Bernie Clark, a yin yoga expert, stated that controlling the mind with mind is really hard. “However, there is a back door to the mind, and that is through the breath.” As breath reflects the state of mind, the mind also follows the character of the breath. So if we alter the breath in certain ways, the mind will calm.
Dr. Herbert Benson with Miriam Klipper first popularised the notion of the “relaxation response” as the flip side of the “fight or flight” response. They showed that controlling the breath can stimulate the parasympathetic nervous system, thereby signalling the body that it is okay to chill out.
We all experience stress, so it is useful to have new tools for managing it. It’s time to make a new friend who has actually been with you all along – your breath!
Over the next two weeks, I will be sharing some breathing techniques you can incorporate into your daily life. This week, I’ll share a few accessible breathing techniques you can try when you are feeling anxious or nervous.
Square Breathing Technique (or Box Breathing)
- Find a quiet place where you (hopefully) won’t be disturbed for about five minutes.
- Take a comfortable seat where your spine is straight and upright. It can be the floor on a cushion, a chair, edge of the bed, etc. It doesn’t matter where you sit, just sit up straight
- INHALE slowly through the nose to a count of four. (Count silently in your head.)
- HOLD your breath for a count of four.
- EXHALE slowing through the nose to a count of four.
- HOLD your breath for a count of four.
- REPEAT the pattern – INHALE 4, HOLD 4, EXHALE 4, HOLD 4 for about five minutes.
- Notice how you feel.
- Once you practice this method a few times, you can even use it out in the “real world” – like when you are stuck in traffic or in a crowded subway car.
This is one so simple you can really practice anywhere, anytime. You can sit in a quiet place for a few minutes and do this, but it’s really handy on the fly – in line at the grocery, in the car (eyes open!), at your in-law’s, before a big presentation, and so on.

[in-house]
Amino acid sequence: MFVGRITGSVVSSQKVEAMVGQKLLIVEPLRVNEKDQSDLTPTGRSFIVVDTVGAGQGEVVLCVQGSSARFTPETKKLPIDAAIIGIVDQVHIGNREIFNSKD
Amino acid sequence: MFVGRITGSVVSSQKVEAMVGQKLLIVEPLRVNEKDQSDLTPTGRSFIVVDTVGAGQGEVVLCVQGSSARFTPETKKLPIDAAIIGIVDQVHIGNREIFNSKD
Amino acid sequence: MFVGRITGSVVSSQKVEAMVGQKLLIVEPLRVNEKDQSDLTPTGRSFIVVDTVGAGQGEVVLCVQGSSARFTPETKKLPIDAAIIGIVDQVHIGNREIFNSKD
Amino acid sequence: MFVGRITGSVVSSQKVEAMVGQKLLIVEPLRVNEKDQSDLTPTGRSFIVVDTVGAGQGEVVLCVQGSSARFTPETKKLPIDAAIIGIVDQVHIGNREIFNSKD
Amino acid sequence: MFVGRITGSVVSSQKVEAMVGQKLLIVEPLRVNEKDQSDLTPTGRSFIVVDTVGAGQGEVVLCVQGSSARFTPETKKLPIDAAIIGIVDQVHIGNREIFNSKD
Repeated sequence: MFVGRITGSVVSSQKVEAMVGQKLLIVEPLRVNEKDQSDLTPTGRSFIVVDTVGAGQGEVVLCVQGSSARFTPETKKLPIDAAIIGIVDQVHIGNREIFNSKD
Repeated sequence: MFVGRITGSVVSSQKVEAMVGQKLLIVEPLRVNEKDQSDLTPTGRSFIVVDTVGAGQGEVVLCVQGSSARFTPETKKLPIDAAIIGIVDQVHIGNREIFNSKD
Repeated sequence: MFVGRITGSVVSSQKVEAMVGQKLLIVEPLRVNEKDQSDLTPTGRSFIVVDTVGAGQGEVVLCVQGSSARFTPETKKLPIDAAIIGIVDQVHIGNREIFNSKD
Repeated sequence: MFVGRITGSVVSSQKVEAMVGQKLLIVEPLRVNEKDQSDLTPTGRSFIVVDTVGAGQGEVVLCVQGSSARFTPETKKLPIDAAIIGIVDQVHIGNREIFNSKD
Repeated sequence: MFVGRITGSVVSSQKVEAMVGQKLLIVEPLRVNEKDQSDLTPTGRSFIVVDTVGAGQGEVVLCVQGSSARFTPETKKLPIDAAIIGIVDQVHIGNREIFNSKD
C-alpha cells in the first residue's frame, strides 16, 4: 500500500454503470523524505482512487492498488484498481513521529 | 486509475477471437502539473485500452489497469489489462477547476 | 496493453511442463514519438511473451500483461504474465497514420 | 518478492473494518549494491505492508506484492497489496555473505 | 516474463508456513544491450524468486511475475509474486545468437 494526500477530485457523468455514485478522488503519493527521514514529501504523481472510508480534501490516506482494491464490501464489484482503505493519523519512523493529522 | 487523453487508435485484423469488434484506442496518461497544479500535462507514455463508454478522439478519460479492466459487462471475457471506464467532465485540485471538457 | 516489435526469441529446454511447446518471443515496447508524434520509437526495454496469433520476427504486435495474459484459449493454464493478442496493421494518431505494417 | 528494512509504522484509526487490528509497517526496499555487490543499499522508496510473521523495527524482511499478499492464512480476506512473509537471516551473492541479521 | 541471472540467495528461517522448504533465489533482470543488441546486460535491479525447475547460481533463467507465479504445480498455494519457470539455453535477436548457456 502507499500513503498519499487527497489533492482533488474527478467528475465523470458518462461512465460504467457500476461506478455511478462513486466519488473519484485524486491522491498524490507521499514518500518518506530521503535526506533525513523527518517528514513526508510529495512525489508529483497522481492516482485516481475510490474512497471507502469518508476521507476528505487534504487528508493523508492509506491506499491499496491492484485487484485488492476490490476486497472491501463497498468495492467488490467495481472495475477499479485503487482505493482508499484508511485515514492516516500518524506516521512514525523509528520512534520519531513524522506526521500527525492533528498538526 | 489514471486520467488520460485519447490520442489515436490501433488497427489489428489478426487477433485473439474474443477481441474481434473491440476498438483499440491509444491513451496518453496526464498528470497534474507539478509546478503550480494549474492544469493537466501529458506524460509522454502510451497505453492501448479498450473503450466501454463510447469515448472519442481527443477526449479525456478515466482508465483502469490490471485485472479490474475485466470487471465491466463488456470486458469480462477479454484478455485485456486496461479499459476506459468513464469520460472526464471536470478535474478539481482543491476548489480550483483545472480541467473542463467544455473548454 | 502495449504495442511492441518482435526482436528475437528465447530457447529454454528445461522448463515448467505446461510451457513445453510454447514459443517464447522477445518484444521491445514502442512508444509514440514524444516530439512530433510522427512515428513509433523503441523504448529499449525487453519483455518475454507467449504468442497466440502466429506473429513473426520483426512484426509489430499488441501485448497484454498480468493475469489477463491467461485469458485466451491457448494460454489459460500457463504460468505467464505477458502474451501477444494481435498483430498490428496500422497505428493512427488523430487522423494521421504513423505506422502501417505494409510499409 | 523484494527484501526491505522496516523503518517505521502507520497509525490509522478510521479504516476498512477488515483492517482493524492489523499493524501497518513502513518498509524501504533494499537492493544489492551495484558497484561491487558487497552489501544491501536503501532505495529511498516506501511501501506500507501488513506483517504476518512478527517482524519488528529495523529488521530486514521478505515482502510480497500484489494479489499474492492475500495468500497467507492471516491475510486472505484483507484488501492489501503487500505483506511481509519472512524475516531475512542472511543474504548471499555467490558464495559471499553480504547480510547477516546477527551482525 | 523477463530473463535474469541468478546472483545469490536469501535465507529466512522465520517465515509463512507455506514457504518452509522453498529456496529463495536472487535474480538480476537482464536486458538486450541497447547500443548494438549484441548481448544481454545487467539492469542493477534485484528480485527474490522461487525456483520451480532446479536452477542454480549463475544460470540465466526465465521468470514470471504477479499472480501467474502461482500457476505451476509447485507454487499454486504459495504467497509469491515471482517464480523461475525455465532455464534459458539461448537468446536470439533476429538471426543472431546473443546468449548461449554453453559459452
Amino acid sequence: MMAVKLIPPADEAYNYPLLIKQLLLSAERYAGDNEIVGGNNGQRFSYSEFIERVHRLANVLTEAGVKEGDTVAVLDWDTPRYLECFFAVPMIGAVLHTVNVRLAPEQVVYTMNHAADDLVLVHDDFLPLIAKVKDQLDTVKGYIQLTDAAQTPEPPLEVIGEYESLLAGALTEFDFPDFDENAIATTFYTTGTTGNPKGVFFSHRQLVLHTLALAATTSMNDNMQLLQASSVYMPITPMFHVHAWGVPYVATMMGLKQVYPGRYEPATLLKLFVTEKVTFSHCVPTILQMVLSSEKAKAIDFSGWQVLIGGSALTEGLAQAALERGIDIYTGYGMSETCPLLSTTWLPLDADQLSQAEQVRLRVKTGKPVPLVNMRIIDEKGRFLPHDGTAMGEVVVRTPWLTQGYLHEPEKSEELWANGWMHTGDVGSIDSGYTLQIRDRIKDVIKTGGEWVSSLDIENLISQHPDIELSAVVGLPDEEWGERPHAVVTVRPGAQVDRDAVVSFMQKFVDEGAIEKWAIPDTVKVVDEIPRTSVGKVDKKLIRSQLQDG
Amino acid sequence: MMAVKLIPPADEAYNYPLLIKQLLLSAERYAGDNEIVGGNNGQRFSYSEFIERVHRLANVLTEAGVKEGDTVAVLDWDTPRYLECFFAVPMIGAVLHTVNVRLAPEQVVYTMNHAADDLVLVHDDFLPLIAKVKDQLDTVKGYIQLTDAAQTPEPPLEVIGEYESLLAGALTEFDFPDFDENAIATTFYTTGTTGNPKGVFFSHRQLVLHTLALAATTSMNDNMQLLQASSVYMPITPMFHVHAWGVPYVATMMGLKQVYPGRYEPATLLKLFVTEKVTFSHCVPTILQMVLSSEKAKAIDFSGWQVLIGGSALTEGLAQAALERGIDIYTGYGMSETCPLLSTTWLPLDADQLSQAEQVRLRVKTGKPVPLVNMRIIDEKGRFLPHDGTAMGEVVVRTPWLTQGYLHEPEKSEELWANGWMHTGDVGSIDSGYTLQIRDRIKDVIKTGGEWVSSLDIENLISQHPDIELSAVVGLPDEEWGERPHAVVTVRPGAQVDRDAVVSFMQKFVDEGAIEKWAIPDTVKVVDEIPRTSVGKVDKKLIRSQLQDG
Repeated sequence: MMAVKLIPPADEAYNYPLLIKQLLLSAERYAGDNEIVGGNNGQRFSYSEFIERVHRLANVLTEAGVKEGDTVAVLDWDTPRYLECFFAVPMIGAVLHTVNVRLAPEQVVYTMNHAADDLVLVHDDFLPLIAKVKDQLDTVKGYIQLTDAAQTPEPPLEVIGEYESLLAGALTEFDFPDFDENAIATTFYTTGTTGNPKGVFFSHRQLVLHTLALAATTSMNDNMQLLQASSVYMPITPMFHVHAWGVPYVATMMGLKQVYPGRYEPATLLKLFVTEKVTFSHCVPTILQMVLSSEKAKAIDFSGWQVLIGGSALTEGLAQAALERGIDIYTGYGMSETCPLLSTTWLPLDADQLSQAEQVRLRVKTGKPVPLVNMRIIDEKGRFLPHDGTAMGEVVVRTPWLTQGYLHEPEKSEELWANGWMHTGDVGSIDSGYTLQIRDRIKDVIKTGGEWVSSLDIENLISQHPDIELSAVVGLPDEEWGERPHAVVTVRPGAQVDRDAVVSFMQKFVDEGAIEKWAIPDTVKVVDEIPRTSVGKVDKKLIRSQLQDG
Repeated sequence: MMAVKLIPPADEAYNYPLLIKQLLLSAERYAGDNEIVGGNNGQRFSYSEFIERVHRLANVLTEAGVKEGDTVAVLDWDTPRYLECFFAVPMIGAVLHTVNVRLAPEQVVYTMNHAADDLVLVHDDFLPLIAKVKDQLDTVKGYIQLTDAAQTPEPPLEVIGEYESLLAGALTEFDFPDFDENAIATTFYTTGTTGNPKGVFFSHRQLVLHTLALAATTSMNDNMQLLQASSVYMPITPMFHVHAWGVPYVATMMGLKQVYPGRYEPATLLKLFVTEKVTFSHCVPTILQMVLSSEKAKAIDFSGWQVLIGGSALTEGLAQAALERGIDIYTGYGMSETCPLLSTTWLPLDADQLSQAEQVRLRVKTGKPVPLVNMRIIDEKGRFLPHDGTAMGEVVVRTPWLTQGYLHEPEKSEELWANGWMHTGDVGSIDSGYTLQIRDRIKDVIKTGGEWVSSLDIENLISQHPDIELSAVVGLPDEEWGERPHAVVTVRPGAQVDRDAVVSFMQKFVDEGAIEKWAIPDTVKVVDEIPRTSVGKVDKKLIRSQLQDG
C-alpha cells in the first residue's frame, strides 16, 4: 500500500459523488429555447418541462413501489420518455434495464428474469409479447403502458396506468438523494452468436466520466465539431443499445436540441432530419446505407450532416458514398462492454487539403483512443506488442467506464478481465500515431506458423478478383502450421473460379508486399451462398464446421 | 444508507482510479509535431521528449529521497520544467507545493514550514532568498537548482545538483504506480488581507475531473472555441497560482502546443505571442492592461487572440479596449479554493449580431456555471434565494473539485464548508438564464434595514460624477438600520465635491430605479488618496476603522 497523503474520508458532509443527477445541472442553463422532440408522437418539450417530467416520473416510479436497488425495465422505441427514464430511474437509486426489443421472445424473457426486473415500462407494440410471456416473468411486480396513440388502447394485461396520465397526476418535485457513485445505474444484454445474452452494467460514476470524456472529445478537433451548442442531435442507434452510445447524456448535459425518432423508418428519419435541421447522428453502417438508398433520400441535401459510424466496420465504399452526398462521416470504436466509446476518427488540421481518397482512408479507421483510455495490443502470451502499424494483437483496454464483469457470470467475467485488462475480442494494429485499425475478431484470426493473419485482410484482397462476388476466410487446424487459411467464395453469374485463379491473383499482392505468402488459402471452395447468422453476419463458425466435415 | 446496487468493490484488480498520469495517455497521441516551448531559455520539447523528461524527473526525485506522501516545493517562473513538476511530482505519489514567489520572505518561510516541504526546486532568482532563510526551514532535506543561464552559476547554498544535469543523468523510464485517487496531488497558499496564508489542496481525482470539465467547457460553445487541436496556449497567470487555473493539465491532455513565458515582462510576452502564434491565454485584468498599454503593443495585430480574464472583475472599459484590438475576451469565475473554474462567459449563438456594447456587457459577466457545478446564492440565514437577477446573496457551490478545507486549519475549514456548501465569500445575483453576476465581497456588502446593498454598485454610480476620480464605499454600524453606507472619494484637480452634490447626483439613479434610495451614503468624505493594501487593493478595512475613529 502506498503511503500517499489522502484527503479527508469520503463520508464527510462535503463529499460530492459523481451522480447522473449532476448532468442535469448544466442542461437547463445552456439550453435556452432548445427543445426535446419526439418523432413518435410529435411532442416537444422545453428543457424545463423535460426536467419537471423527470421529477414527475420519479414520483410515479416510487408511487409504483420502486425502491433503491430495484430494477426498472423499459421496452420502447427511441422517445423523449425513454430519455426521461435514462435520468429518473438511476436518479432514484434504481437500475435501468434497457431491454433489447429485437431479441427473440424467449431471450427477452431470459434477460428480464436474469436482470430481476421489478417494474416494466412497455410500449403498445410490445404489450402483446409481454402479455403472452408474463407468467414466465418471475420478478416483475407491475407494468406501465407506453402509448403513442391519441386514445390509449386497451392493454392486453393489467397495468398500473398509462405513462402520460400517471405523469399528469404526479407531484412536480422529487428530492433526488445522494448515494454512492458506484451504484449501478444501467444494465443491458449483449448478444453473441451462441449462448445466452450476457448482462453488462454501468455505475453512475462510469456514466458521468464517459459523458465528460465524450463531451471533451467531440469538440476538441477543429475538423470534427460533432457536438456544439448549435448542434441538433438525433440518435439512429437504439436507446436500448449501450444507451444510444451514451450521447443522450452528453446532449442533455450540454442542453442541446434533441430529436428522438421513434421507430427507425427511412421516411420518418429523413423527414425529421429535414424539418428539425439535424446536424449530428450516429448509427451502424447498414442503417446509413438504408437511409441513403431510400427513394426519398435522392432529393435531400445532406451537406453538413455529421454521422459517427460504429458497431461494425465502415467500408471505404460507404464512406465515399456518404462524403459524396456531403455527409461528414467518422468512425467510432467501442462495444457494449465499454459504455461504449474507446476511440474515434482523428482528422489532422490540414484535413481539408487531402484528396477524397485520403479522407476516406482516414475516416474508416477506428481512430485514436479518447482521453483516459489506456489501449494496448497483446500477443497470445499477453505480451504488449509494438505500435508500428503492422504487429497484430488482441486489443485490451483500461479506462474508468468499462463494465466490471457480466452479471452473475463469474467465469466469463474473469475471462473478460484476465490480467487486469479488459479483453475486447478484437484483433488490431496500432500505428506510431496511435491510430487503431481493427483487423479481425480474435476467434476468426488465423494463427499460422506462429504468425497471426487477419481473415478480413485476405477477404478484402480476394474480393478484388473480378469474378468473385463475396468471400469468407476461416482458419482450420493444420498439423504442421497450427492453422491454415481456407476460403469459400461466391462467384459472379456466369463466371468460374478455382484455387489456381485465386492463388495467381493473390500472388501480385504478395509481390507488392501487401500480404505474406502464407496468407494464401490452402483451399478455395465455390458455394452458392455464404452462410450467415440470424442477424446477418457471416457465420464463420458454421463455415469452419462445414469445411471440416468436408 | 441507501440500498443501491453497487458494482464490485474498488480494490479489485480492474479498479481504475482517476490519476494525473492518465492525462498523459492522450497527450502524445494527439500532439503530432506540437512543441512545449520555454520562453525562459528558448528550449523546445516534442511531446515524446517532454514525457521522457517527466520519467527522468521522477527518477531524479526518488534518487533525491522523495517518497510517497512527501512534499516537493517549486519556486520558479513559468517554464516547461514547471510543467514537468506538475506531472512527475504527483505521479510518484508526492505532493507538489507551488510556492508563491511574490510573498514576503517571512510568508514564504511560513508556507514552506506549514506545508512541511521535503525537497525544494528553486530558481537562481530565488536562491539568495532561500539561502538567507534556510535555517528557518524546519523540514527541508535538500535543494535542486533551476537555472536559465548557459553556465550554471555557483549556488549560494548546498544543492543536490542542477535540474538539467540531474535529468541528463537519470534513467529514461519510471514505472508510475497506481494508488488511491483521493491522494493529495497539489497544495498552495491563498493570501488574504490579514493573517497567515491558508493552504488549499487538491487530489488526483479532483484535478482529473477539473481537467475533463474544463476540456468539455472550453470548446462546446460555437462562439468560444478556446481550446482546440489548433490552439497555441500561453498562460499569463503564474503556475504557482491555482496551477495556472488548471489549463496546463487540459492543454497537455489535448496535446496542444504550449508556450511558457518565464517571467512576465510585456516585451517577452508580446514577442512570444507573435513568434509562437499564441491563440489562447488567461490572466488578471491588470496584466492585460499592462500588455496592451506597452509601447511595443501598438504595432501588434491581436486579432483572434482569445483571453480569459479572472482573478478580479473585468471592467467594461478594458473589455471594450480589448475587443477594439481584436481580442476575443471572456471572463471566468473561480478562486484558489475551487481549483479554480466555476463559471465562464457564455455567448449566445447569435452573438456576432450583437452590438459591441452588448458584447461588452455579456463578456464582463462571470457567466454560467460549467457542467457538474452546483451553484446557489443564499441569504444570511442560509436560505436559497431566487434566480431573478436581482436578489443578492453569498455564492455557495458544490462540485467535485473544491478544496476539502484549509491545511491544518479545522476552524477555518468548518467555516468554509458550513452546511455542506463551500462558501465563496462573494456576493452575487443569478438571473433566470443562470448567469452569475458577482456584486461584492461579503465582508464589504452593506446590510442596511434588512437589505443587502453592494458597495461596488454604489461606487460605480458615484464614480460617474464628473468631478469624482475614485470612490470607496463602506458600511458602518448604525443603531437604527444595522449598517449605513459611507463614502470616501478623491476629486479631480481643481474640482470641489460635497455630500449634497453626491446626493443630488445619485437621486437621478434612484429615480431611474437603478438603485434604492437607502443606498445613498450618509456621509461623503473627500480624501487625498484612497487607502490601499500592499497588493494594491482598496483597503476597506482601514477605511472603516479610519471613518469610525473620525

- As you slowly INHALE through your nose, say silently to yourself, “I am . . .”
- PAUSE briefly (about a second).
- As you EXHALE, silently say, “ . . . calm and relaxed.”
- REPEAT the pattern – INHALE, “I am . . .” EXHALE, “ . . . calm and relaxed.”
- Repeat until you actually feel calm and relaxed.
Tension Releasing Technique
Anyone ever have a hard day at the office and feel like reaching for a drink? How about when you’ve had a fight with your significant other? Any lingering tension after a negative interaction can leave you feeling like you need a shower, so here’s a technique for an “inner shower” to help release this negative tension and move on.
- Sit on a cushion on the floor if that is comfortable. Allow your arms to hang by your sides and hands to lightly touch the floor. (If floor sitting is not happening, a chair is fine. Allow your hands to hang by your sides and imagine they have a connection with the floor, like with a string, beam of light, or something like that.)
- Close your eyes.
- As you INHALE slowly through your nose, focus on the middle of your chest, the heart centre.
- Briefly HOLD the breath in, and silently say to yourself, “I am releasing all negative tension.”
- As you slowly EXHALE through the nose, visualise tension flowing out from your chest, past your shoulders, down your arms and fingers to the ground and away. (You can visualise the tension like black smoke, or green slime, or any way that’s meaningful to you.)
- REPEAT this pattern for 5-10 rounds of breath or until you feel lighter and more relaxed.
- After your last EXHALE of the exercise, SHAKE your hands and fingers a few times to release any residue.
Try these out for just a few minutes and see what happens. I’ll share three more tips next week that are slightly more involved. But breath work doesn’t have to be complex. When all else fails, just breathe!